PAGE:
Rocky Mountain National Park Study Reveals Management Strengths, Resource Threats

 
PRESS RELEASE
  FOR IMMEDIATE RELEASE
Date:   August 7, 2002
Contact:   Mark Peterson, NPCA, 970-493-2545
Roger DiSilvestro, NPCA, 202-454-3335


Rocky Mountain National Park Study Reveals Management Strengths, Resource Threats

Estes Park, CO - The National Parks Conservation Association (NPCA) today unveiled the results of a two-year study indicating that although Rocky Mountain National Park, located 70 miles northwest of Denver, scores respectably in most areas of management and protection, some resources are at risk from park conditions that may cause intense wildfires, from invasions by alien species that crowd out native plants, from a disease that jeopardizes elk and deer, and from a general lack of adequate funding.
"We usually think national parks are protected for all time," said Mark Peterson, director of the NPCA State of the Parks project that produced the report. "But this assessment shows that even this park, which is in generally good shape, faces potentially devastating threats that could harm park wildlife, landscapes, and archaeological artifacts forever."
The Rocky Mountain National Park State of the Parks Report—third in a series of assessments of national park cultural and biological resources—scored the park 75 on a scale of 100 for the condition of its natural resources and 67 for the condition of its cultural resources.
Despite the strong scores, some threats could damage the park seriously in the next ten years unless steps are taken to ensure park integrity, Peterson said. One of the most serious concerns is management of wildland fire, a natural component of park ecology. Decades of fire suppression have created unhealthy forest conditions with unnatural accumulations of downed trees and dense underbrush in some areas of the park. When combined with drought, these conditions could result in fires that burn more intensely than they normally would, as demonstrated by recent wildfires near the park. Development of lands adjacent to park boundaries and an increased risk of wildfires spreading into local communities has made fire management much more complex. Fire suppression also has altered natural vegetation, causing declines in aspens and other lower-elevation plants that are likely to affect species such as migratory birds.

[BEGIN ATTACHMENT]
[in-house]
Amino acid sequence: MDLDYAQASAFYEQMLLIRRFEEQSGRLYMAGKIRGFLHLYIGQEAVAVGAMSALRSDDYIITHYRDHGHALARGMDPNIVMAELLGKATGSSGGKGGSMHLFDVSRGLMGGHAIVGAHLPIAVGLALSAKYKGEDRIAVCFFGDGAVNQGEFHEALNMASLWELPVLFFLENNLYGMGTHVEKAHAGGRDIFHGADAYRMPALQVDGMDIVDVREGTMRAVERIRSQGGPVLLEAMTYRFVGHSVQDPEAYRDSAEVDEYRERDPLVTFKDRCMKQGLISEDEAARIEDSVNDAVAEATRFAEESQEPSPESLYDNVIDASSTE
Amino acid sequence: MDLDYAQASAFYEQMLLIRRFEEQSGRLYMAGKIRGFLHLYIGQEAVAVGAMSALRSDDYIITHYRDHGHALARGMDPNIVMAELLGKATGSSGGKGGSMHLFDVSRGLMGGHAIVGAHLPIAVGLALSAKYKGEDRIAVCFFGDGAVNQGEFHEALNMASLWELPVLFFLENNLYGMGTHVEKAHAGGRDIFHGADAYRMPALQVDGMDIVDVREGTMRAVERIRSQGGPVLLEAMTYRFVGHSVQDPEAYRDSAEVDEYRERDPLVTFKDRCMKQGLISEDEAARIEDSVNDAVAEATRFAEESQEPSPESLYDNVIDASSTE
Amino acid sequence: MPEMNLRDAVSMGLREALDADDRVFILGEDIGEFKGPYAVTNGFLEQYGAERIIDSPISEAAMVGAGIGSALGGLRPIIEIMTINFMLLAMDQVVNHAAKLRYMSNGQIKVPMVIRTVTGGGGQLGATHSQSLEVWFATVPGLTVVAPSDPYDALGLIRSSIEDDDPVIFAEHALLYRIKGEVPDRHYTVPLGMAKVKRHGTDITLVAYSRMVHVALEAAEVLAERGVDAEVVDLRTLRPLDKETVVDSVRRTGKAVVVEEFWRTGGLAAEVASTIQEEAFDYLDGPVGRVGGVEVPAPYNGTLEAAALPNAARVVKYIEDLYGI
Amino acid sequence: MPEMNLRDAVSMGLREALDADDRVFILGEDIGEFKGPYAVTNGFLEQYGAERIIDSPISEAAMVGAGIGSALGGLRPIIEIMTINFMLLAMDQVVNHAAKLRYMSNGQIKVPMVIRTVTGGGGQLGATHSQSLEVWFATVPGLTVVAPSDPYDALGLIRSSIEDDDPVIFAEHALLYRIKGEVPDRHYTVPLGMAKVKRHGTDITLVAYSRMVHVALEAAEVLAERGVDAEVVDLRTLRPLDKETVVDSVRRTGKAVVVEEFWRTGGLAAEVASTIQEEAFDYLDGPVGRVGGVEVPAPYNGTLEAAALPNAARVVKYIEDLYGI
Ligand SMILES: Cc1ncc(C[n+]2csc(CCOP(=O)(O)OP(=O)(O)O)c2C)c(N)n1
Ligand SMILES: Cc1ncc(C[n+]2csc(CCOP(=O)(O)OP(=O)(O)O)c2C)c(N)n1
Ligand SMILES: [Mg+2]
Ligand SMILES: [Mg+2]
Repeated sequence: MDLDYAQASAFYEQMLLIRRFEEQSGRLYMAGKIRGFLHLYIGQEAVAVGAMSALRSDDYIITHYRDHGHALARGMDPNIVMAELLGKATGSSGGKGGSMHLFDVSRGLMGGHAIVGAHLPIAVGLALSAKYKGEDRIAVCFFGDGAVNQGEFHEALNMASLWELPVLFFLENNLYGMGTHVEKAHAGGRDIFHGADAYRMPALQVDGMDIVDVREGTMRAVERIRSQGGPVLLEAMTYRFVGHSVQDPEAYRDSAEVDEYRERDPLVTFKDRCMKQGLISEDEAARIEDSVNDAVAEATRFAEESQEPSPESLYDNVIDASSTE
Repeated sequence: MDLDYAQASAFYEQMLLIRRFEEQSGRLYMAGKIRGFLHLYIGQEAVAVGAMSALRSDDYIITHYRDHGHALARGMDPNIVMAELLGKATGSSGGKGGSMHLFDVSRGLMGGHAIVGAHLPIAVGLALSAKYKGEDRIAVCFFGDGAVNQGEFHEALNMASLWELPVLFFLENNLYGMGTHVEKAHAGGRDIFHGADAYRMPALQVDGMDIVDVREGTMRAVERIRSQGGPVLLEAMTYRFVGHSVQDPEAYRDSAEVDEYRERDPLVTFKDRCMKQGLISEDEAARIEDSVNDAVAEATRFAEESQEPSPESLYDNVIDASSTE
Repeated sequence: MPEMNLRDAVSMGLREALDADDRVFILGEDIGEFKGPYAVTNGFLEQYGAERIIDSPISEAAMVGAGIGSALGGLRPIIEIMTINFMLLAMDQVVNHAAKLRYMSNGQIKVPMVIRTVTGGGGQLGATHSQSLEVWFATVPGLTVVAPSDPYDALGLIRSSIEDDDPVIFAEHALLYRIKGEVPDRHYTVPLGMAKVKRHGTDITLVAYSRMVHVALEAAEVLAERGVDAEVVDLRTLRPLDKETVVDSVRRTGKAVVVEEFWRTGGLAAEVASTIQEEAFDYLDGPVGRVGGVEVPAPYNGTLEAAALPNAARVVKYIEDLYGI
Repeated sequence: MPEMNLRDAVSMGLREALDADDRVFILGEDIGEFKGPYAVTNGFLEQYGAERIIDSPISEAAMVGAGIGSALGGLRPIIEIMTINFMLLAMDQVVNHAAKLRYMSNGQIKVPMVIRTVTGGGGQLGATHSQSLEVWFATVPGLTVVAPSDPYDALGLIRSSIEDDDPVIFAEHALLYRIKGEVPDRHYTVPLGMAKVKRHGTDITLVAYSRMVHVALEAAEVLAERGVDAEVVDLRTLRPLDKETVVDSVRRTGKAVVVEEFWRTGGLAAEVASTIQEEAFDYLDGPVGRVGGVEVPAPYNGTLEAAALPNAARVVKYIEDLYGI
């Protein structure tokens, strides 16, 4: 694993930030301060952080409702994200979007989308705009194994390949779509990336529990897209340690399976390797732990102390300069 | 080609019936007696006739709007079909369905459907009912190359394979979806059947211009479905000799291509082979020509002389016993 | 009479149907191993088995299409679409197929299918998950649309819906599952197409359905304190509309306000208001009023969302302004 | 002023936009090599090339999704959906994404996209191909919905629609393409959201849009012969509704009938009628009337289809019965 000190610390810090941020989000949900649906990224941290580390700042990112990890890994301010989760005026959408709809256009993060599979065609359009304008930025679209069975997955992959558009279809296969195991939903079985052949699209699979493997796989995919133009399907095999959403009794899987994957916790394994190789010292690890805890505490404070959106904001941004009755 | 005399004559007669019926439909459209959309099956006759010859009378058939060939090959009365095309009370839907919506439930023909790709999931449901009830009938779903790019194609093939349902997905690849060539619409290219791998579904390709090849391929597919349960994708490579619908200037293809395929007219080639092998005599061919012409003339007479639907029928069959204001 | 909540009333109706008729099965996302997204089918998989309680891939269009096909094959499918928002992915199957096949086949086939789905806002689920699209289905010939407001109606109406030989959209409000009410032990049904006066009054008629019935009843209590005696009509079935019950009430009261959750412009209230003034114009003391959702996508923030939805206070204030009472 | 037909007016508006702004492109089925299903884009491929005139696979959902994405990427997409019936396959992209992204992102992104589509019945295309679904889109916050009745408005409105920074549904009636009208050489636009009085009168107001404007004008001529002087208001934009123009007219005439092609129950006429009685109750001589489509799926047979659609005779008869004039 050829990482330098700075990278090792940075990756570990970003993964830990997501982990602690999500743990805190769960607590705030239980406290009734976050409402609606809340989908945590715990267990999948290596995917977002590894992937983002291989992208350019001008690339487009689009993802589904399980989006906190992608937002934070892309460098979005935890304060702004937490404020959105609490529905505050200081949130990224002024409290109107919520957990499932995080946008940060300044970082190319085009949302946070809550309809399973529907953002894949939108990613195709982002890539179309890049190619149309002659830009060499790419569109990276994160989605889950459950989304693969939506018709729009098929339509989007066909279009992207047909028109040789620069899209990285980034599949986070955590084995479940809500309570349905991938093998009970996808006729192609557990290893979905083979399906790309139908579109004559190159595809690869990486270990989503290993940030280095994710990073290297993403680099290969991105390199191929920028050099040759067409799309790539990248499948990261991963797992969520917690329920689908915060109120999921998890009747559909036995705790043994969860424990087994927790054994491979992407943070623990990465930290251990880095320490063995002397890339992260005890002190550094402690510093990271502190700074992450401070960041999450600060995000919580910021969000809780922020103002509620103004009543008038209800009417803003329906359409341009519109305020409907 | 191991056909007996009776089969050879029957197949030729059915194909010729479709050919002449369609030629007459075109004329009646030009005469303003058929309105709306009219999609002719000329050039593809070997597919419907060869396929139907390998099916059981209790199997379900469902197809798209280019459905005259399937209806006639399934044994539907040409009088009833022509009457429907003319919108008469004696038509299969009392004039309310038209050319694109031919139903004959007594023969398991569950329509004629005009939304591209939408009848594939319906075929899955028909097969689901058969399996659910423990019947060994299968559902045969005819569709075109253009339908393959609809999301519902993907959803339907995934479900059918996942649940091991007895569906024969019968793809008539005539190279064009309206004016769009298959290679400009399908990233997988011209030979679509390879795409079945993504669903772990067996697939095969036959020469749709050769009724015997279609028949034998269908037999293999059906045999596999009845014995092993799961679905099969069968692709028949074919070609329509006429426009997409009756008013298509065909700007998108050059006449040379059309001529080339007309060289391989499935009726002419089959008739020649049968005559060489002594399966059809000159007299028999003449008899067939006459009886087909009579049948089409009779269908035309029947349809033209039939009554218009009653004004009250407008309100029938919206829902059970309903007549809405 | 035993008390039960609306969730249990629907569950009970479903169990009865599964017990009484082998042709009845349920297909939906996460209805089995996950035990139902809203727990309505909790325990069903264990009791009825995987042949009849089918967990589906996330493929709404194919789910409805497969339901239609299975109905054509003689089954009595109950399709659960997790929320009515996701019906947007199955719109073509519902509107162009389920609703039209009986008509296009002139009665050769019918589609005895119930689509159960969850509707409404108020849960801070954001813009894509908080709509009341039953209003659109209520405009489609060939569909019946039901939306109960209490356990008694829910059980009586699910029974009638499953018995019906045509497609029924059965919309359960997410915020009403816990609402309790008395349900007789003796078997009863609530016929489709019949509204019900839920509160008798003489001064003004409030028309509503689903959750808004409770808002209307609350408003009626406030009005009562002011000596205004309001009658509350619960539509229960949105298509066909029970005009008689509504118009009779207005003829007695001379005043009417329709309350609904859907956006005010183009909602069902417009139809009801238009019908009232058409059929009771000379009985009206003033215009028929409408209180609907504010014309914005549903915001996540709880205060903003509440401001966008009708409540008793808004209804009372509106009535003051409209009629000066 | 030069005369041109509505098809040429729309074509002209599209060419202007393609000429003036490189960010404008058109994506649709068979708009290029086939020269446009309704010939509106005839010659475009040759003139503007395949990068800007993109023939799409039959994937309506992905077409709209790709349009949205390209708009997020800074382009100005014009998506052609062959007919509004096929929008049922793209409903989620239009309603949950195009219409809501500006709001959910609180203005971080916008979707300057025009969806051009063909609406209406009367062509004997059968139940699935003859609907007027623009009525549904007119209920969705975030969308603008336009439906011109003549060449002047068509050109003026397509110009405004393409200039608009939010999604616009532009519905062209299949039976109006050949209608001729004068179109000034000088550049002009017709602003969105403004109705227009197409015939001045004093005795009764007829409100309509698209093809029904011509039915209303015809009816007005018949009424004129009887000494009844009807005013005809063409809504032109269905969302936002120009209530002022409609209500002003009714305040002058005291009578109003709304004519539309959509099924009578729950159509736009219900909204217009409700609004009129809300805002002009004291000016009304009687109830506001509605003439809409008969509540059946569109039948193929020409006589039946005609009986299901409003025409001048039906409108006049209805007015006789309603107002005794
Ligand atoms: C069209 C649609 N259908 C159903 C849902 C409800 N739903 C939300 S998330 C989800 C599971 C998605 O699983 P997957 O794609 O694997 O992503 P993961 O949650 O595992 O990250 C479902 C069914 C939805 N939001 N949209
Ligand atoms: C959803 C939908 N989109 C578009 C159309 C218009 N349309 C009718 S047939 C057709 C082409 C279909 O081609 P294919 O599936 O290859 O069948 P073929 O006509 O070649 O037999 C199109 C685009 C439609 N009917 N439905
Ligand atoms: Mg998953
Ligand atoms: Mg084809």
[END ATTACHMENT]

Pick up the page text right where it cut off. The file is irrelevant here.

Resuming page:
A second cause for concern is the threat of chronic wasting disease, a relative of mad cow disease that causes brain damage in deer and elk and is always fatal. Eight cases of the disease have been reported in park deer and elk since it first turned up there 1981. Park staff are working with the Colorado Division of Wildlife to learn more about the disease. The National Park Service also needs funding to acquire additional veterinary and wildlife-management expertise to develop means for controlling the disease while protecting park wildlife.
Invasive, nonnative species such as yellow toadflax and Canadian thistle pose another major problem, threatening native plant communities such as aspens, ponderosa pine, and river meadows. Park staff are attempting to control 14 invasive species and are proposing control for 19 more. Eighty-one such species have been recorded in the park.
Lack of adequate funding is a persistent problem at this and other parks. NPCA studies indicate that the National Park Service operating budget is under funded about $600 million dollars yearly, undermining programs such as fire management and control of nonnative invasive species.